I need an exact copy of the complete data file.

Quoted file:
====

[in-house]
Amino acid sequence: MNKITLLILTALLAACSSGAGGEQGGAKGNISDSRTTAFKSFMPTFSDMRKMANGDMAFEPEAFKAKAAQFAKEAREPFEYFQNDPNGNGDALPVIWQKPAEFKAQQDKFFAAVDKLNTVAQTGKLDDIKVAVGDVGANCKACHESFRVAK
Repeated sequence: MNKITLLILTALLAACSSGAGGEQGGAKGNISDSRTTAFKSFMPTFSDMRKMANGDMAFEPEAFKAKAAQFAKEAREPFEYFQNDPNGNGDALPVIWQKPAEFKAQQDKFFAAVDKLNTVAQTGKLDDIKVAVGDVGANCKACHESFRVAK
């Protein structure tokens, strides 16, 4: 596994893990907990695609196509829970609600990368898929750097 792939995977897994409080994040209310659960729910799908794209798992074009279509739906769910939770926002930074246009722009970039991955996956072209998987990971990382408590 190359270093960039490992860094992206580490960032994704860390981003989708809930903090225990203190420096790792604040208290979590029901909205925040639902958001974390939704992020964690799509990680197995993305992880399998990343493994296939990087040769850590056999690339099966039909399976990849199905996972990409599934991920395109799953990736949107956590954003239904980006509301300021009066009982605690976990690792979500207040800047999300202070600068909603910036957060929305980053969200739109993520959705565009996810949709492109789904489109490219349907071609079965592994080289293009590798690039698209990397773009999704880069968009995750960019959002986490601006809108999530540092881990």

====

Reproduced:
[in-house]
Amino acid sequence: MNKITLLILTALLAACSSGAGGEQGGAKGNISDSRTTAFKSFMPTFSDMRKMANGDMAFEPEAFKAKAAQFAKEAREPFEYFQNDPNGNGDALPVIWQKPAEFKAQQDKFFAAVDKLNTVAQTGKLDDIKVAVGDVGANCKACHESFRVAK
Repeated sequence: MNKITLLILTALLAACSSGAGGEQGGAKGNISDSRTTAFKSFMPTFSDMRKMANGDMAFEPEAFKAKAAQFAKEAREPFEYFQNDPNGNGDALPVIWQKPAEFKAQQDKFFAAVDKLNTVAQTGKLDDIKVAVGDVGANCKACHESFRVAK
């Protein structure tokens, strides 16, 4: 596994893990907990695609196509829970609600990368898929750097 792939995977897994409080994040209310659960729910799908794209798992074009279509739906769910939770926002930074246009722009970039991955996956072209998987990971990382408590 190359270093960039490992860094992206580490960032994704860390981003989708809930903090225990203190420096790792604040208290979590029901909205925040639902958001974390939704992020964690799509990680197995993305992880399998990343493994296939990087040769850590056999690339099966039909399976990849199905996972990409599934991920395109799953990736949107956590954003239904980006509301300021009066009982605690976990690792979500207040800047999300202070600068909603910036957060929305980053969200739109993520959705565009996810949709492109789904489109490219349907071609079965592994080289293009590798690039698209990397773009999704880069968009995750960019959002986490601006809108999530540092881990």